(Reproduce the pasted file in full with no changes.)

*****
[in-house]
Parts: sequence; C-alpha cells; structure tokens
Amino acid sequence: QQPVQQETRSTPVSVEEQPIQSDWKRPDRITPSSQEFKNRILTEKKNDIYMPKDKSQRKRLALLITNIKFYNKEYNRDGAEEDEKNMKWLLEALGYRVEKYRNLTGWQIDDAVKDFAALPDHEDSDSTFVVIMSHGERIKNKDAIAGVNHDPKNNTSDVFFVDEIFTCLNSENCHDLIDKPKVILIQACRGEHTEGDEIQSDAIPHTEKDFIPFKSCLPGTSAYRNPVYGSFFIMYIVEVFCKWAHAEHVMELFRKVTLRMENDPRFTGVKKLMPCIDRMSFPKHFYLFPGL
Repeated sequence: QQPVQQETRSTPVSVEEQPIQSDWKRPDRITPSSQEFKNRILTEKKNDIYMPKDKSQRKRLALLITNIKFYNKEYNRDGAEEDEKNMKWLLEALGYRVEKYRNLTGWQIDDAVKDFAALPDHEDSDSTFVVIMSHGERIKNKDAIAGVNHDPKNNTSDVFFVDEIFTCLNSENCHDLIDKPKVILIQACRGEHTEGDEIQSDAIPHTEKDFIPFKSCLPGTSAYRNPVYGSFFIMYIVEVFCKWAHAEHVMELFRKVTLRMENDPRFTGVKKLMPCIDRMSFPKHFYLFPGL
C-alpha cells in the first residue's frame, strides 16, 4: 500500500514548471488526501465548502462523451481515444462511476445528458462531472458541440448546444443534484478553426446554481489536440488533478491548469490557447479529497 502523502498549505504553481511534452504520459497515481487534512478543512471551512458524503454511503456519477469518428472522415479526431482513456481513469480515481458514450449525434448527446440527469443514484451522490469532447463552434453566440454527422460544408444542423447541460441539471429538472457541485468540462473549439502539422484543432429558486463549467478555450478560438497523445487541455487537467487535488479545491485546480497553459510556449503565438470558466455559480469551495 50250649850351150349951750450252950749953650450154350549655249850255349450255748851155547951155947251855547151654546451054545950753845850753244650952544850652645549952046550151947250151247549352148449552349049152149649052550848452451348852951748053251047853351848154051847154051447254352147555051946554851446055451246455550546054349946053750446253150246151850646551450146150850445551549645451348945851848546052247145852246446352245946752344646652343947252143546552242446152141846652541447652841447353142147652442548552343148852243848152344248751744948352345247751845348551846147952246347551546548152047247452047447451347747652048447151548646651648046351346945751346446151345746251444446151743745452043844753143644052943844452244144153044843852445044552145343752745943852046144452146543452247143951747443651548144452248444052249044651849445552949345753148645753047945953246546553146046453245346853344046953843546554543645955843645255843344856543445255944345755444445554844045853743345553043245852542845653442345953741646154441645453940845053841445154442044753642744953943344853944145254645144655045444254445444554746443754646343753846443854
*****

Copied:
[in-house]
Parts: sequence; C-alpha cells; structure tokens
Amino acid sequence: QQPVQQETRSTPVSVEEQPIQSDWKRPDRITPSSQEFKNRILTEKKNDIYMPKDKSQRKRLALLITNIKFYNKEYNRDGAEEDEKNMKWLLEALGYRVEKYRNLTGWQIDDAVKDFAALPDHEDSDSTFVVIMSHGERIKNKDAIAGVNHDPKNNTSDVFFVDEIFTCLNSENCHDLIDKPKVILIQACRGEHTEGDEIQSDAIPHTEKDFIPFKSCLPGTSAYRNPVYGSFFIMYIVEVFCKWAHAEHVMELFRKVTLRMENDPRFTGVKKLMPCIDRMSFPKHFYLFPGL
Repeated sequence: QQPVQQETRSTPVSVEEQPIQSDWKRPDRITPSSQEFKNRILTEKKNDIYMPKDKSQRKRLALLITNIKFYNKEYNRDGAEEDEKNMKWLLEALGYRVEKYRNLTGWQIDDAVKDFAALPDHEDSDSTFVVIMSHGERIKNKDAIAGVNHDPKNNTSDVFFVDEIFTCLNSENCHDLIDKPKVILIQACRGEHTEGDEIQSDAIPHTEKDFIPFKSCLPGTSAYRNPVYGSFFIMYIVEVFCKWAHAEHVMELFRKVTLRMENDPRFTGVKKLMPCIDRMSFPKHFYLFPGL
C-alpha cells in the first residue's frame, strides 16, 4: 500500500514548471488526501465548502462523451481515444462511476445528458462531472458541440448546444443534484478553426446554481489536440488533478491548469490557447479529497 502523502498549505504553481511534452504520459497515481487534512478543512471551512458524503454511503456519477469518428472522415479526431482513456481513469480515481458514450449525434448527446440527469443514484451522490469532447463552434453566440454527422460544408444542423447541460441539471429538472457541485468540462473549439502539422484543432429558486463549467478555450478560438497523445487541455487537467487535488479545491485546480497553459510556449503565438470558466455559480469551495 50250649850351150349951750450252950749953650450154350549655249850255349450255748851155547951155947251855547151654546451054545950753845850753244650952544850652645549952046550151947250151247549352148449552349049152149649052550848452451348852951748053251047853351848154051847154051447254352147555051946554851446055451246455550546054349946053750446253150246151850646551450146150850445551549645451348945851848546052247145852246446352245946752344646652343947252143546552242446152141846652541447652841447353142147652442548552343148852243848152344248751744948352345247751845348551846147952246347551546548152047247452047447451347747652048447151548646651648046351346945751346446151345746251444446151743745452043844753143644052943844452244144153044843852445044552145343752745943852046144452146543452247143951747443651548144452248444052249044651849445552949345753148645753047945953246546553146046453245346853344046953843546554543645955843645255843344856543445255944345755444445554844045853743345553043245852542845653442345953741646154441645453940845053841445154442044753642744953943344853944145254645144655045444254445444554746443754646343753846443854